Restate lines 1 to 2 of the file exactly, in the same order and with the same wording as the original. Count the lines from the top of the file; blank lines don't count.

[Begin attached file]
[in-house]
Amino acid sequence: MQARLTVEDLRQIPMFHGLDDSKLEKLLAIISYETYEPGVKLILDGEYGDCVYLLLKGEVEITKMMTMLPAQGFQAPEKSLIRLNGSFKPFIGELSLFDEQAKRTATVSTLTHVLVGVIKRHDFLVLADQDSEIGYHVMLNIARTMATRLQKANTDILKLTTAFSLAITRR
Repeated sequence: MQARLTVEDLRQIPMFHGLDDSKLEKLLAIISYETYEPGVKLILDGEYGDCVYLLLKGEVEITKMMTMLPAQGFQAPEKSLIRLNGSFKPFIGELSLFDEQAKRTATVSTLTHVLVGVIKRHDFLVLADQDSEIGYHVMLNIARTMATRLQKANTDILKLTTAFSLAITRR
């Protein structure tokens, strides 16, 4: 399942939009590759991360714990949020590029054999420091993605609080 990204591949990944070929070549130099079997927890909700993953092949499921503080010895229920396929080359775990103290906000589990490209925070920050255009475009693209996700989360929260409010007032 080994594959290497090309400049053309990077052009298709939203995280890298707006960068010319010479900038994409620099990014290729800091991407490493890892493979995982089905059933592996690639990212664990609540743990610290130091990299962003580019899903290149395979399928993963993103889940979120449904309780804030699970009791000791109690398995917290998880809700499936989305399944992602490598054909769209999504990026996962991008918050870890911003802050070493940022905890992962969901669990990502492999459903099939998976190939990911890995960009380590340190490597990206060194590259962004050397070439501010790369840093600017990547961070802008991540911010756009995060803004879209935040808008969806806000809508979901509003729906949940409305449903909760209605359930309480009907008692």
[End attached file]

[in-house]
Amino acid sequence: MQARLTVEDLRQIPMFHGLDDSKLEKLLAIISYETYEPGVKLILDGEYGDCVYLLLKGEVEITKMMTMLPAQGFQAPEKSLIRLNGSFKPFIGELSLFDEQAKRTATVSTLTHVLVGVIKRHDFLVLADQDSEIGYHVMLNIARTMATRLQKANTDILKLTTAFSLAITRR